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Tillabooks: Will's Book Blog

Sunday, June 04, 2006

Until I Find You by John Irving

Until I Find You: A Novel by John Irving. New York: Random House, 2005. ISBN: 1-4000-6383-3

Fans of John Irving's work know more or less what to expect: A rich, deeply layered story, surfeited with symbolism. And some of the quirks of human nature, people who are more than perhaps just a bit out of the ordinary. The author who comes closest to the kind of storytelling Irving is justifiably famous for, would be for me, at least, the Canadian Robertson Davies. (See my “Other Fiction” index for several Davies blog entries.)

This newest Irving oeuvre was particularly compelling personally since it begins with a church organist (like myself). Jack, our protagonist, age 4, and his mother are chasing Jack's father, William (coincidentally my own Christian name) all over Europe, from cathedral to cathedral, and from organ to organ, but each time they arrive in a town, William has seemingly just escaped over the horizon, having first dallied sexually with a choir girl, or another musician of some sort. Or so it seems to Jack, based on what his mother tells him.

Inevitably, all is not as it seems, however, as we learn much later along in the story. In the meantime, Jack's mother is a notable tattoo artist, and takes up her calling in each city they visit. Jack's father, it seems, is a tattoo aficionado, which is presumably how they met, but his tattoos are almost (but not quite) exclusively of music scores: Hymns, or compositions by Bach, Handel, Pachelbel, Balbastre, Scheidt, Messiaen, Widor, Dupre, and other composers for the organ. Needless to say after that list, by the end of his life, William is tattooed in essentially a full-body manner, with only his face and hands escaping. Clothed he looks completely normal. Unclothed . . . that's another story.

Jack grows up to be a successful Hollywood actor of the second string, and although not a transvestite himself, is often called upon to play one on the screen, because of his extreme good looks. Jack has played women on stage since he was in grade school, starting in 4th grade theatricals, which seems odd, given that he was attending what had formerly been an all-girls Catholic school in Toronto.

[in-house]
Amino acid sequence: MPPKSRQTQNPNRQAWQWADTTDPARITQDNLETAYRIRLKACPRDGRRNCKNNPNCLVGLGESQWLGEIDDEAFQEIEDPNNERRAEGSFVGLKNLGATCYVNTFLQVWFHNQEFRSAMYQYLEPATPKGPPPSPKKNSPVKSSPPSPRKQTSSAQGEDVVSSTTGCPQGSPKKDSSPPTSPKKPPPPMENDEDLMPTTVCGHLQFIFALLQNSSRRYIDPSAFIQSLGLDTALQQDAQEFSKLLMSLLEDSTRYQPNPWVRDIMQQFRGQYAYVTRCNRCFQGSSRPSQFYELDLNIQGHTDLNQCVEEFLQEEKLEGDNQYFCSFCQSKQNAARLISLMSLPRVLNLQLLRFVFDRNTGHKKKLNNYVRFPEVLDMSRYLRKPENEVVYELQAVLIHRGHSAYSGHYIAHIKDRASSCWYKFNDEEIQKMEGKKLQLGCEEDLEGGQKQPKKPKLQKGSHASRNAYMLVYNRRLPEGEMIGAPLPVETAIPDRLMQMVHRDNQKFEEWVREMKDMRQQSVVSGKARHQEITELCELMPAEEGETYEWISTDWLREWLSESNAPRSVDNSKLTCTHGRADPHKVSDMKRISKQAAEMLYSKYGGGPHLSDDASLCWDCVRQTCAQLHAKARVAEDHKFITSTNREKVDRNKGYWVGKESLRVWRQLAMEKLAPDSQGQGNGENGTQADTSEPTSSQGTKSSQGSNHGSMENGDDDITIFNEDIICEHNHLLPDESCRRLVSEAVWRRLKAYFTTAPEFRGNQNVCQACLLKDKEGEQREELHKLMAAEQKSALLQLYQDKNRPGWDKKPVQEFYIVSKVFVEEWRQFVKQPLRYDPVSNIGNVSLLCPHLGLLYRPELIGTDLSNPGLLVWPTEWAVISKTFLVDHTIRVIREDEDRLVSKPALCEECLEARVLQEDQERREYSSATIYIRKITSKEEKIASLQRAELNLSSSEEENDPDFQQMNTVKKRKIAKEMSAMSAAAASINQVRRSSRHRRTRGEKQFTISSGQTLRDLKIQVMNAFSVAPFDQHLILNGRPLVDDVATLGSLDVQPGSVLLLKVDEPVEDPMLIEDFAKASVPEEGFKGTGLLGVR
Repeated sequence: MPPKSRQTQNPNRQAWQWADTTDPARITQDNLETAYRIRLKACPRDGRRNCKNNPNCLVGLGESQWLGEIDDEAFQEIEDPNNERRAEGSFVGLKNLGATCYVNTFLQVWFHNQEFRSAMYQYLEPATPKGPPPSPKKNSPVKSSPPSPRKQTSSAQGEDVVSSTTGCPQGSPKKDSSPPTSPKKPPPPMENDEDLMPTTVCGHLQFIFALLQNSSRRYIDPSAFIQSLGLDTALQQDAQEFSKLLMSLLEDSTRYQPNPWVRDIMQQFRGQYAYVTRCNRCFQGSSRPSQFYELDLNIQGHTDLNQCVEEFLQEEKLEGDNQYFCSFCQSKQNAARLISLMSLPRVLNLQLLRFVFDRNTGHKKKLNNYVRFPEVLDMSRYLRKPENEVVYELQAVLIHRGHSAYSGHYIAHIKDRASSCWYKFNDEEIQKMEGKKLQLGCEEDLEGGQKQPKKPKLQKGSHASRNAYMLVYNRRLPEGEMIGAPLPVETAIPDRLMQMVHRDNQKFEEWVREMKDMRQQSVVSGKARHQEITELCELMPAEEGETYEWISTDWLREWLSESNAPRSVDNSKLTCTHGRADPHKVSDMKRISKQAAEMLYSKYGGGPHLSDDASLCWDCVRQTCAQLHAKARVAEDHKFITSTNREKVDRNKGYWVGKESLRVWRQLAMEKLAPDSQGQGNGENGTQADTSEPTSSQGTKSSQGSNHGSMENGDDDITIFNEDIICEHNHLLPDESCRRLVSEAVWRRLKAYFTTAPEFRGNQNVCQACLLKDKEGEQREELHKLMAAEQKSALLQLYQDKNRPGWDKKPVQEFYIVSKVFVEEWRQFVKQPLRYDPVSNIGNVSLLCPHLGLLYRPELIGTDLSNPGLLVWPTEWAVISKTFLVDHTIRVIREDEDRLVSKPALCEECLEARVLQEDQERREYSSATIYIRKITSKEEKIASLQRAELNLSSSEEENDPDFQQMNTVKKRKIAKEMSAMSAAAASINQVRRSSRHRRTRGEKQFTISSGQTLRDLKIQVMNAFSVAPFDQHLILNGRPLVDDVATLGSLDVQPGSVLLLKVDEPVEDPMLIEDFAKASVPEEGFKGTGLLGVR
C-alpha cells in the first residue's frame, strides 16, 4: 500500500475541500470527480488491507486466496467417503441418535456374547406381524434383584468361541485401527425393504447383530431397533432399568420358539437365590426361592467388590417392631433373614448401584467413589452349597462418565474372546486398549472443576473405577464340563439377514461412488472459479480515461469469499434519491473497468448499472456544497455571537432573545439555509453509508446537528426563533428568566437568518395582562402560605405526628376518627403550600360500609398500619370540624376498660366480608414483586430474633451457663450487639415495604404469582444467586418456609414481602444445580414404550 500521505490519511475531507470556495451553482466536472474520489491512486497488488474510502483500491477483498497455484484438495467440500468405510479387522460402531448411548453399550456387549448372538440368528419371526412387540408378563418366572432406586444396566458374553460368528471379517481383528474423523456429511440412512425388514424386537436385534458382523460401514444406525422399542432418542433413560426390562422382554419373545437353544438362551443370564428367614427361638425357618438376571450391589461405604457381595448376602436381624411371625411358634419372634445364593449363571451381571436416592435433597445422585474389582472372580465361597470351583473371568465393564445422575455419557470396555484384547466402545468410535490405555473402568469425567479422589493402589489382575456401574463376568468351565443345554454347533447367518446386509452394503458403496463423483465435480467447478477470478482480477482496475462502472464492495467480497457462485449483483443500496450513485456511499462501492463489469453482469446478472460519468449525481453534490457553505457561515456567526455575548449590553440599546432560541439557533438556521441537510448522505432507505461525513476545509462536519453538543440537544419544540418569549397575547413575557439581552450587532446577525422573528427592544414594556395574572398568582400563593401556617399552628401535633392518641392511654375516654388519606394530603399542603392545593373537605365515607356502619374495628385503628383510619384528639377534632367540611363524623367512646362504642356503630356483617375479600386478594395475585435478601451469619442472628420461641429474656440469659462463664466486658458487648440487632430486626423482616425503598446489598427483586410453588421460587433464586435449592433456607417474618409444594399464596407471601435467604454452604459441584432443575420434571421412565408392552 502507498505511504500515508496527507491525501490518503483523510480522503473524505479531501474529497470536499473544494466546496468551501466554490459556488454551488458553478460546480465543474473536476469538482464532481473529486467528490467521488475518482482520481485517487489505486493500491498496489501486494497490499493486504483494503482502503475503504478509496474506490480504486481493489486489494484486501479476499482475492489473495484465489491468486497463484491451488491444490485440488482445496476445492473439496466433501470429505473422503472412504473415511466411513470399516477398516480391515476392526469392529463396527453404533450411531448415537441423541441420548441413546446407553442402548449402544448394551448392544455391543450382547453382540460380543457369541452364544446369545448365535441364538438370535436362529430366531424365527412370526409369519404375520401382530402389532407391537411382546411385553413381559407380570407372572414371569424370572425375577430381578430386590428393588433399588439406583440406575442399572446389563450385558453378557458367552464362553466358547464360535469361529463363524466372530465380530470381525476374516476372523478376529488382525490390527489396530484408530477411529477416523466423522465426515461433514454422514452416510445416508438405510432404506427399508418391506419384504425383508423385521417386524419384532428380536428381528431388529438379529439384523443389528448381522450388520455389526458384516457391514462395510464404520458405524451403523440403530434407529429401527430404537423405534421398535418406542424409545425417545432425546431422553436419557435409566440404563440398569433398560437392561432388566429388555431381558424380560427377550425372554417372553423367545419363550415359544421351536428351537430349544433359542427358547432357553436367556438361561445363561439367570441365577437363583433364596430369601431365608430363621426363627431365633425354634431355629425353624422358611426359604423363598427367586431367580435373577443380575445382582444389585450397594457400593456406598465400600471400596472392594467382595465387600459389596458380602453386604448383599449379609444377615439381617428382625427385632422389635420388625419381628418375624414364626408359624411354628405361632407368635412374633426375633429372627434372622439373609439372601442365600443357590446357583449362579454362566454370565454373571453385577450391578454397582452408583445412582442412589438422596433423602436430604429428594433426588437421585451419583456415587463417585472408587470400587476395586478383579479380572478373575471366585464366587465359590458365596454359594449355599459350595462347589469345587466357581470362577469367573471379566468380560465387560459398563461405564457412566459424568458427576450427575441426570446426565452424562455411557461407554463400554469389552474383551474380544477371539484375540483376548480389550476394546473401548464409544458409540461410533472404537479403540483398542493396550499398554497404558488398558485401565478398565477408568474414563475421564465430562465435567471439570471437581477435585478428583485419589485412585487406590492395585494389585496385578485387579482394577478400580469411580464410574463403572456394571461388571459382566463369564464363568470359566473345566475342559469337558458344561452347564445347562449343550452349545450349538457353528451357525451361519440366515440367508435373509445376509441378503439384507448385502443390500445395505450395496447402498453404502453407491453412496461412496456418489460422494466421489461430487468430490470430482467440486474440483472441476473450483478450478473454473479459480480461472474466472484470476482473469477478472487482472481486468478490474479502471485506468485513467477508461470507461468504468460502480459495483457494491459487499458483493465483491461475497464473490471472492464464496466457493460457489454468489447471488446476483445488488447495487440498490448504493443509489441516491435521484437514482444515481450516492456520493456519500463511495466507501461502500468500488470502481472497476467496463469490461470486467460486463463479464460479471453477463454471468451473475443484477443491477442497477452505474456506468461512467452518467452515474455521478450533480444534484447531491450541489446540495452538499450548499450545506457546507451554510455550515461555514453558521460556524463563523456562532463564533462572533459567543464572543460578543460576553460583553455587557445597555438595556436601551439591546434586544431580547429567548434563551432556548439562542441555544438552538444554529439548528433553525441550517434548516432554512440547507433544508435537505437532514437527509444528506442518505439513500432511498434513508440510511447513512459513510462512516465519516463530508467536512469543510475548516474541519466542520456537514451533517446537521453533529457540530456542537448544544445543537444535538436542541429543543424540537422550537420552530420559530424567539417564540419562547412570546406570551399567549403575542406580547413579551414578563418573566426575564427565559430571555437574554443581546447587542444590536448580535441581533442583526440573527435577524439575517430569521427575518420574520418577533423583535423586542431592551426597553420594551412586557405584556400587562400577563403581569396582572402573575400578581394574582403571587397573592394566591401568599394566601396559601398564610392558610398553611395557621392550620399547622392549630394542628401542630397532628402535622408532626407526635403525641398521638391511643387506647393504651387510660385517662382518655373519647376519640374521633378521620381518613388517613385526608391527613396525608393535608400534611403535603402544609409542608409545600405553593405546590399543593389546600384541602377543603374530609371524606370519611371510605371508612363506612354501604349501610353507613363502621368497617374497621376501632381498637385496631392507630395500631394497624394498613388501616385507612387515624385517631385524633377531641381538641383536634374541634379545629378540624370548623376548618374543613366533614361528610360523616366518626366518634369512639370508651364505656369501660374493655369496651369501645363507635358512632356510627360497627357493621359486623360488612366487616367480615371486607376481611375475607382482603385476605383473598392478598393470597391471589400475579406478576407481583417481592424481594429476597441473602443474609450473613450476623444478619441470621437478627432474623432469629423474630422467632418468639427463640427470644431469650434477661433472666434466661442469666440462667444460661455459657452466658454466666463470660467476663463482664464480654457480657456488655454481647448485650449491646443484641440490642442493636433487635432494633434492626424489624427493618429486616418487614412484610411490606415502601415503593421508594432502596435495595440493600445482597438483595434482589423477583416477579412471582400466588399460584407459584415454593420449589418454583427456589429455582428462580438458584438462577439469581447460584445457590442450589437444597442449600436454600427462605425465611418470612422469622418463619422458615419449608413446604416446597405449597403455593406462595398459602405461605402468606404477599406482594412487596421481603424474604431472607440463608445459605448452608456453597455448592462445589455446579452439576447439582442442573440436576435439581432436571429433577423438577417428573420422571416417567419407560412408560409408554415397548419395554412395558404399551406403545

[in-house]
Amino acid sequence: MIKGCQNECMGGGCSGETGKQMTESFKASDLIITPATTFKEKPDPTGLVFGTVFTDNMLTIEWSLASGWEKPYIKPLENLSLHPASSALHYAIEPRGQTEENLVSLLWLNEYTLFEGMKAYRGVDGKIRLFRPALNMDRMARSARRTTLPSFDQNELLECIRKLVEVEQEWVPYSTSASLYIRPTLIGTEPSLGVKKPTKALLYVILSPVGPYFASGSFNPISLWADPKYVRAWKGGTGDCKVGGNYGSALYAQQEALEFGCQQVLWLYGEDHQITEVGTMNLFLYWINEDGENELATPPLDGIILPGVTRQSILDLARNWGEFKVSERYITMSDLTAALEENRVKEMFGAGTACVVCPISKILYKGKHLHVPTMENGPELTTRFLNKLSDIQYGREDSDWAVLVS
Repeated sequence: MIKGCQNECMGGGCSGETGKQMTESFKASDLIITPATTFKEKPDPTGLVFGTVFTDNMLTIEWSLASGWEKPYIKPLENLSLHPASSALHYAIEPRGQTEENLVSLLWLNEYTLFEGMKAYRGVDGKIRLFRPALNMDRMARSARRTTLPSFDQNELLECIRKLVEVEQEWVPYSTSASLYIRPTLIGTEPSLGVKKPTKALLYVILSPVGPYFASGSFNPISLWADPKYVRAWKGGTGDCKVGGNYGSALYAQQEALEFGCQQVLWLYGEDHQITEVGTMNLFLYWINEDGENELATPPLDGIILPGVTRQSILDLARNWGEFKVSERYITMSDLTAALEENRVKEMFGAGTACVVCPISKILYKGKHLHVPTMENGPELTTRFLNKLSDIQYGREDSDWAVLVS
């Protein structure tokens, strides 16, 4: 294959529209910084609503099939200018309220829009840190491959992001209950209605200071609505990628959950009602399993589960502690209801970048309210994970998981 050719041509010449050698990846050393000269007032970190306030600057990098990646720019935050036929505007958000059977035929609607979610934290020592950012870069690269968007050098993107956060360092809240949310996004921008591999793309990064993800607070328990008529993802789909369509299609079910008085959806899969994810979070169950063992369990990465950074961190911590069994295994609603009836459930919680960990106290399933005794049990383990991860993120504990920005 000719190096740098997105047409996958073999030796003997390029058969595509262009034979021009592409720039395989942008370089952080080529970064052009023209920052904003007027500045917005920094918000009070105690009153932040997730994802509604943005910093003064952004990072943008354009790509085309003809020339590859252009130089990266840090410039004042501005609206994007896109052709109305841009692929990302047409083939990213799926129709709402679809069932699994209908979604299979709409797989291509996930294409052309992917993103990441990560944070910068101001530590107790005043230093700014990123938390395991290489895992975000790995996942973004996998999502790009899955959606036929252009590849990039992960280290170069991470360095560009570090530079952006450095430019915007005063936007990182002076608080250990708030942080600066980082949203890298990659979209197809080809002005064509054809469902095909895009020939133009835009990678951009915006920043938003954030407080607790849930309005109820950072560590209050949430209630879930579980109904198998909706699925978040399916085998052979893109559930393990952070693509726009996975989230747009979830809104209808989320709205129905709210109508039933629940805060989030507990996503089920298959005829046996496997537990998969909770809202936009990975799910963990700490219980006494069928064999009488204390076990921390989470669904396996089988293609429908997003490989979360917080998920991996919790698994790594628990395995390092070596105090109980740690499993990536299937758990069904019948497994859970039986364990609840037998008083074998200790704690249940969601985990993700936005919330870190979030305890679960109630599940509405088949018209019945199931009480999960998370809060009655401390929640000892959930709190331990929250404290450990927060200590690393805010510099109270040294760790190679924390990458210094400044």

If I have any complaint about the book, it would only be its obsession with slightly off-beat sex. Especially when Jack is subjected to what can only be described as sexual abuse from the older girls, and later older women, seemingly leading to an inability to maintain “normal” relationships with women. I was a little uncomfortable reading some of those sections in the early part of the book, and didn't find them compellingly necessary from an artistic point of view. Maybe I AM becoming a prude in my old age.

Much later in life, Jack's psychiatrist insists that he tell her his entire life story in chronological order. Meaning he can't really come to her with his ongoing day-to-day problems. “Keep it in chronological order. Is that understood?” says Dr. Garcia. And that's actually a description of the book itself. We read Jack's experiences in chronological order. What a concept!

The final question throughout the book seems to be this: Will Jack ever find his father? Does Jack WANT to find his father? Why hasn't Jack's father found HIM? What has kept them apart all these years? You'll have to read all the way to page 724 of this 824-page tome to find out. But as usual with Irving's novels, you'll be well entertained along the way. Essential for Irving fans. Recommended for others.


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